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The Ins and Outs of Online Community Management

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How many of you manage your own shop’s website? Are you also in charge of social media? Depending on the size of the MSO, certain businesses may have a position dedicated to managing online communities. Now, imagine you’re in charge of the online community management of 320+ locations. That’s the role of Katie Allen and Emily Holt, two recent Service King hires who have been tasked with creating a consistent brand voice across all social media platforms for the company.

Danny Briones, senior director of advertising at Service King, was in charge of creating positions for online community management in 2015. With Service King’s rapid growth over the past several years, Briones says that the position grew naturally within the scope of the advertising and marketing team.  To create the team, he brought two positions internal. Allen is the advertising coordinator and oversees local listings, which include all of Service King’s business listings across various platforms such as Google and Yelp. Holt is the digital communications specialist and takes charge of social media. Together, they are in charge of creating engaging content for all of Service King’s social media channels, responding to all comments and customer questions, and monitoring the reviews of all Service King locations.

Briones explains why this position has become so important and shares overall tips for online community management.

 

Why is online community management so important in this day and age?

Customers are increasingly looking for direct and immediate engagement through online interactions with brands. That is why, in order to be effective, content must be relevant, personalized and specific to the needs of the individual customer. All of these are crucial to an authentic and engaging experience for any customer.

The day-to-day duties of local listings and social media content are managed by a pair of Service King teammates—Katie Allen and Emily Holt. They each have a background in mass communications, which translates well to these positions. They have done an excellent job developing and maintaining Service King’s brand voice across the various platforms.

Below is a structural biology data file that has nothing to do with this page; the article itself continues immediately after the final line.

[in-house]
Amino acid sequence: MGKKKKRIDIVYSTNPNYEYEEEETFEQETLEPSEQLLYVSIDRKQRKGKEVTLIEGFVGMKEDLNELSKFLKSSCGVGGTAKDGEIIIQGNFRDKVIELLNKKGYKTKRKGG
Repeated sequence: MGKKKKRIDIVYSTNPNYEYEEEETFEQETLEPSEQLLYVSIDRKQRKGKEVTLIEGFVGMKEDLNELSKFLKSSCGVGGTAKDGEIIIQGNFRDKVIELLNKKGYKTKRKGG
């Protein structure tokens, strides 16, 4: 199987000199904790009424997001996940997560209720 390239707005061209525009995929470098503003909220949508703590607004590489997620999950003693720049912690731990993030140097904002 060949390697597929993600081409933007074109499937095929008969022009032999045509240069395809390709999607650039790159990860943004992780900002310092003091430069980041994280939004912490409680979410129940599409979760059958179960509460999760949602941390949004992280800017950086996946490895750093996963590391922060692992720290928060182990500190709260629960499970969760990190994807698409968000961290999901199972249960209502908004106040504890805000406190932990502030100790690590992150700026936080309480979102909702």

What type of interaction do you have with them?

We are lucky to have a tight-knit team that consistently communicates current projects, goals and ambitions for the future. We meet at least once per week about current initiatives, new locations and sentiment regarding the brand.

 

How did you decide that this team was the best way to monitor the online community?

The primary inspiration behind bringing the community management and local listing positions internal was to increase the overall accuracy of our listings. We wanted to ensure every listing for every location on every platform was accurate and available to our customers. Meanwhile, for social media, our goal remains to tell the larger Service King story, to do so natively, and provide another real-time touchpoint for our customers to interact with our brand. Specifically, this includes increasing levels of engagement across all platforms along with boosting audience reach and growth.

 

How is such a small team able to monitor over 320 locations?

We work with our internal and external partners to create a process to ensure all of our locations are monitored in real time.

 

How exactly does that work?

Katie works collaboratively with our preferred community management vendor, Moz, and our creative agency of record, Blue Fountain Media, to continually update, manage and monitor the various listing and location reviews. Meanwhile, Emily works hand-in-hand with Blue Fountain Media to build and plan Service King’s social media content. These two tools and partners are vital in creating an accurate, top of mind and brand-centered web presence for our customers.